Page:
During and after filling, the polymer powder is homogenised through circulation and subsequent discharge to the scales. This makes it possible to blend materials from different silos. There is also an active blending silo with screw feeder ahead of the loss-in-weight feeder for dosing the powder gravimetrically. The finished goods are homogenised by moving them into several PP granulate silos and then discharging them, using a multi-tube mixing principle, in order to ensure maximum homogeneity of the finished compound. Compounding of high-fill polymers The second illustration concerns compounding of high-fill polymers. A variety of particular factors need to be taken into account here. Due to the high fill level of up to 85%, this process is a very critical one. Many of the raw materials pose exacting requirements on materials handling because of their complex and unstable properties. The plant has been designed as follows: Products are fed over combined discharge bases for big bags and sacks. Planning must take into account requirements for dust-tight docking, integrated filters with fan for a clean working environment, a safety support with massager device for improved discharge, a safety lock for pallets, including work platform for ergonomic operation, and sufficient buffer volume. Storage and feeding are also possible from silos and octabins.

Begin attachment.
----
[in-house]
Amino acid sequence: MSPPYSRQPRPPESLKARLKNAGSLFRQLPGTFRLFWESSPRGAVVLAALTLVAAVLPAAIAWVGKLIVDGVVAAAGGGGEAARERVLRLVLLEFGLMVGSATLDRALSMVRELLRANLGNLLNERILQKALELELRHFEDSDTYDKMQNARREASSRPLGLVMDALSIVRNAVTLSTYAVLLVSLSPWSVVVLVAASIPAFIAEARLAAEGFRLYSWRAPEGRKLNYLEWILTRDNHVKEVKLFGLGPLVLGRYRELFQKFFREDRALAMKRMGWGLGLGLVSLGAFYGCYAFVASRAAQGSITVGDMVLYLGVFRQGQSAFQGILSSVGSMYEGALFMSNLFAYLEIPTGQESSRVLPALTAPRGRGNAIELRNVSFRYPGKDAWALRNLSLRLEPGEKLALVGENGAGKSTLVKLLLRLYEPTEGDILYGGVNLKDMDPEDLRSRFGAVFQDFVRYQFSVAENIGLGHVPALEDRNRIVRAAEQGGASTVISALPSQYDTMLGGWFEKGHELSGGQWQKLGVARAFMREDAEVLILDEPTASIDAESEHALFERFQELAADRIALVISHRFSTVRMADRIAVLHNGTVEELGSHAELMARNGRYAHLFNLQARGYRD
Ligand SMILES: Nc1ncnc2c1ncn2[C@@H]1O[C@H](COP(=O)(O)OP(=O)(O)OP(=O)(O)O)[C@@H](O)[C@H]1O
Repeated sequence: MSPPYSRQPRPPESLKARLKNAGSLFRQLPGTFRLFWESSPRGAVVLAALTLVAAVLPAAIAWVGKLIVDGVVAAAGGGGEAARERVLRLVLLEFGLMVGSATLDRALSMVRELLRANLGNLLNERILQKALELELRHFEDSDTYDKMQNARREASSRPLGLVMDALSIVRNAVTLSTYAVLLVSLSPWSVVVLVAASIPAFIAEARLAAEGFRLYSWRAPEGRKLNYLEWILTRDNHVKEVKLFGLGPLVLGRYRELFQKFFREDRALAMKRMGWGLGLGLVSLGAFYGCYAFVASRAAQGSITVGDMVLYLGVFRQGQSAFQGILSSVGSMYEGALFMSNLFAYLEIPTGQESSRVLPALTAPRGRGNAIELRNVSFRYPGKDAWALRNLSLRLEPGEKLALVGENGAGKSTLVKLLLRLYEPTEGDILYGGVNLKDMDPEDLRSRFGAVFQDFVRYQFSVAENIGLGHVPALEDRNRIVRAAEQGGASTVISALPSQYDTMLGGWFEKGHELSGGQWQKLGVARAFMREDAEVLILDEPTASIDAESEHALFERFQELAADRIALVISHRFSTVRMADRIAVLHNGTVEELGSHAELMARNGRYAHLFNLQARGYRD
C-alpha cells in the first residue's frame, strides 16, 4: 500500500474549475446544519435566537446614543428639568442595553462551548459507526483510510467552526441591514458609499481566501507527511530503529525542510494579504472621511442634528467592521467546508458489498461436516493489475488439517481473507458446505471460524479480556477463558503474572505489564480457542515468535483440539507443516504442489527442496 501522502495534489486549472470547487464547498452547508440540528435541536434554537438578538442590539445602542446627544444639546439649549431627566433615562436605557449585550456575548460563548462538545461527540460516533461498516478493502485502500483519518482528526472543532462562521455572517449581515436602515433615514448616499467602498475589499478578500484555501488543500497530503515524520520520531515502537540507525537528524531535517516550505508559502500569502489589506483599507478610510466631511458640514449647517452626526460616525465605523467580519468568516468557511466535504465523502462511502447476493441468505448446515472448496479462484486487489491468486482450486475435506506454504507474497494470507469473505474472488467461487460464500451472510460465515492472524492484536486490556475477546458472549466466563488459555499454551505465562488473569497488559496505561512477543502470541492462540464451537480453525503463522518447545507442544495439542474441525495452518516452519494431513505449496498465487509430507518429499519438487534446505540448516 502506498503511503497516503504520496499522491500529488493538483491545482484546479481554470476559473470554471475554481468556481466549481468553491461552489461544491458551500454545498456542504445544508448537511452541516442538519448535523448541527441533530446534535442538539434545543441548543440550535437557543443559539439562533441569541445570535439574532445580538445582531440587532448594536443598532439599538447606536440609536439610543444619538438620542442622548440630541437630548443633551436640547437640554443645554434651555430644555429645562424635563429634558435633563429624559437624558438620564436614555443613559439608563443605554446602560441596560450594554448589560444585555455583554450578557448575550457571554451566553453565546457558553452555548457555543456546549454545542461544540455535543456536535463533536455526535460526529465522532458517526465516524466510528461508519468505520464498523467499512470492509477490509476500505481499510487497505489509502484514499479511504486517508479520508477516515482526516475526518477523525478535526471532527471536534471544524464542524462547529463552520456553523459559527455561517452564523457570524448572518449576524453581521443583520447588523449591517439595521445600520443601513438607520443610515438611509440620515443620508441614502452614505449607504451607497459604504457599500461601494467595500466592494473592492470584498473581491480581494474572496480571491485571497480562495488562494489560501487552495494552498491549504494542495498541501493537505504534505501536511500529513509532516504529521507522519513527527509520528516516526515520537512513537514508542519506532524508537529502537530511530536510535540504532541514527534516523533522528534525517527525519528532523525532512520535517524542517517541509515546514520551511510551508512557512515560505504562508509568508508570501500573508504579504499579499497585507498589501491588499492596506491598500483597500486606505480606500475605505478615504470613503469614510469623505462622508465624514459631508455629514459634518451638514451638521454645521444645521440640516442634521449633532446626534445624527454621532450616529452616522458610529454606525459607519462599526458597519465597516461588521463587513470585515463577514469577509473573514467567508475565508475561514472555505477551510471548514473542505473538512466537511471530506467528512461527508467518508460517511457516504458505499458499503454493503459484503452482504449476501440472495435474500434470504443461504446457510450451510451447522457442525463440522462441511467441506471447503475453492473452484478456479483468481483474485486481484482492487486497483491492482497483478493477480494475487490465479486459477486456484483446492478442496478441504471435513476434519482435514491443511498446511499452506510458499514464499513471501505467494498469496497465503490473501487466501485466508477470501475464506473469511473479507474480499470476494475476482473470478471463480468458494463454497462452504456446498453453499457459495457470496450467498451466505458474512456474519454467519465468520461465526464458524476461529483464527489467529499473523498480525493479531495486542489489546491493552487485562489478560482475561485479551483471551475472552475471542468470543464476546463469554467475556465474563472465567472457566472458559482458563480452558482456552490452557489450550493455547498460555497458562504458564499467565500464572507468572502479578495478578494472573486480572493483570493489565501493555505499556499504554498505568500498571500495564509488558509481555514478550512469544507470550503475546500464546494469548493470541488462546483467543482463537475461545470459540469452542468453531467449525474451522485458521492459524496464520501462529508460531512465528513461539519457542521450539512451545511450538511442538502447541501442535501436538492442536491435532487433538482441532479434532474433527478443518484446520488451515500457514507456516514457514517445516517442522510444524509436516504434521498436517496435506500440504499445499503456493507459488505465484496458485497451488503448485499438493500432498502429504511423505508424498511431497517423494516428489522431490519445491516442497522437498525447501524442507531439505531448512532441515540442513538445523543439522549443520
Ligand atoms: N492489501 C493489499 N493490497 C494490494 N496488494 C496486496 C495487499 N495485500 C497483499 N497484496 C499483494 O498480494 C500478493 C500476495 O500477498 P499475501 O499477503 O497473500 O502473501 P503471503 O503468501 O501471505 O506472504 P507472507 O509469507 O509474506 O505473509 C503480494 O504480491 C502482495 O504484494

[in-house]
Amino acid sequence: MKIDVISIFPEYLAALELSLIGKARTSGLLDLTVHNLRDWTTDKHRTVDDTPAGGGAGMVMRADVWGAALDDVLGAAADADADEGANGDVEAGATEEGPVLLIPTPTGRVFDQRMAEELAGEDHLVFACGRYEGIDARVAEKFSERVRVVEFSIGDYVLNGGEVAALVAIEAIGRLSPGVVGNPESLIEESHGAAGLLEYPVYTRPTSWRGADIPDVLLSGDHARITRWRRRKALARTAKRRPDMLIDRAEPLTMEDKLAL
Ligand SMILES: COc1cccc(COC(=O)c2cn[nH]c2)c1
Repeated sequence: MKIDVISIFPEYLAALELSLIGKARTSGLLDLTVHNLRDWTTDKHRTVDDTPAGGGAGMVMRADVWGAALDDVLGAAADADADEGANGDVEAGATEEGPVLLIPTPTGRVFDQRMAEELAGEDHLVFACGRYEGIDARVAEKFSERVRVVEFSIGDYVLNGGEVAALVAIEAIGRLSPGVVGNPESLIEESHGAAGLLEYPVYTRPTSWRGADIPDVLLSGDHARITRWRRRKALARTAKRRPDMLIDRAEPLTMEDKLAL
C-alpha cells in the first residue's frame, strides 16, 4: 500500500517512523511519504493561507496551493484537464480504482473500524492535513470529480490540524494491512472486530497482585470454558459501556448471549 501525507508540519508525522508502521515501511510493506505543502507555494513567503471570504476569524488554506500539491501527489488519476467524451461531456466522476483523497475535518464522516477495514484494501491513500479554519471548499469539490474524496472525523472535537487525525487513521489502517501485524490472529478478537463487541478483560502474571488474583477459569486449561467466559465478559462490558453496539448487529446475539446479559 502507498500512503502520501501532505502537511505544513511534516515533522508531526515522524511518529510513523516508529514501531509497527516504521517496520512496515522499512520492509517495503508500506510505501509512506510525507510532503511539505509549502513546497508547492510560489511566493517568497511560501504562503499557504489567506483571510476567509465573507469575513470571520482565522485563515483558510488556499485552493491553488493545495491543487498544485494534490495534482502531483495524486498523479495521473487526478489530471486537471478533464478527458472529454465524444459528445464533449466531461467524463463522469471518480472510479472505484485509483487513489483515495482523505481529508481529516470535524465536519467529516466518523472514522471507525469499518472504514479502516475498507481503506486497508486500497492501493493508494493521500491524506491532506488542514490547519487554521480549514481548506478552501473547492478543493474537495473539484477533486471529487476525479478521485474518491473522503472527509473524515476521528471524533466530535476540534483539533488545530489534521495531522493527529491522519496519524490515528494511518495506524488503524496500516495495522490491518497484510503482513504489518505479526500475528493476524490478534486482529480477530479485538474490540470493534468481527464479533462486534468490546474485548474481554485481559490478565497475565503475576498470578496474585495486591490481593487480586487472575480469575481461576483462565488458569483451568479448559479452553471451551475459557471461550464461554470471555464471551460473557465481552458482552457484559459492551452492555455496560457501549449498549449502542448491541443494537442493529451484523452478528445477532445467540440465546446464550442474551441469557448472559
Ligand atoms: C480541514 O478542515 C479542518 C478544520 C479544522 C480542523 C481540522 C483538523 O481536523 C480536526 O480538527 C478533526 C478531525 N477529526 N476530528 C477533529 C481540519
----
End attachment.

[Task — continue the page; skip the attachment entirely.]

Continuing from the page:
Raw material discharge for big bags and bags

To improve product discharge, vibration bottoms are used that can be adapted to accommodate the specific product. Aeration bottoms can be used in addition to fluidise the product. The raw materials are conveyed to the compounder using a pneumatic vacuum conveying system, which uses reliable, time-tested components. In the case of granular constituents, a premix can be made with the AZO ® MIXOMAT mixer system. The AZO ® MIXOMAT combines several systems in one machine: it is a receiver, scales and mixer in one and can also be used in ATEX zone 20 and with powdered products. AZODOS ® dosing units coupled with AZO ® CONT controls are used for continuous, gravimetric feeding of the compounder. In order to ensure maximum dosing accuracy with the AZODOS ® devices, controlled and steady filling of raw materials is critical in order to rule out any variance in volumetric dosing as far as possible.

AZO®MIXOMAT mixer with large cleaning door SEPTEMBER 2018


Front Cover Feature

Production of high-fill compounds

Small and medium quantities are filled into containers, identified, marked with barcodes and stored at the ready in a high-bay warehouse until further processing. This action rules out any chance of confusion. The containers with components needed for the formulation are deposited on the AZO DOSINENTER ® linear weighing system using a laser-controlled AGV system. Mobile scales are conveyed along under the components and collect those required for use in the formulation. As soon as the entire batch has been assembled, it is discharged into a pre-mixer and mixed homogeneously.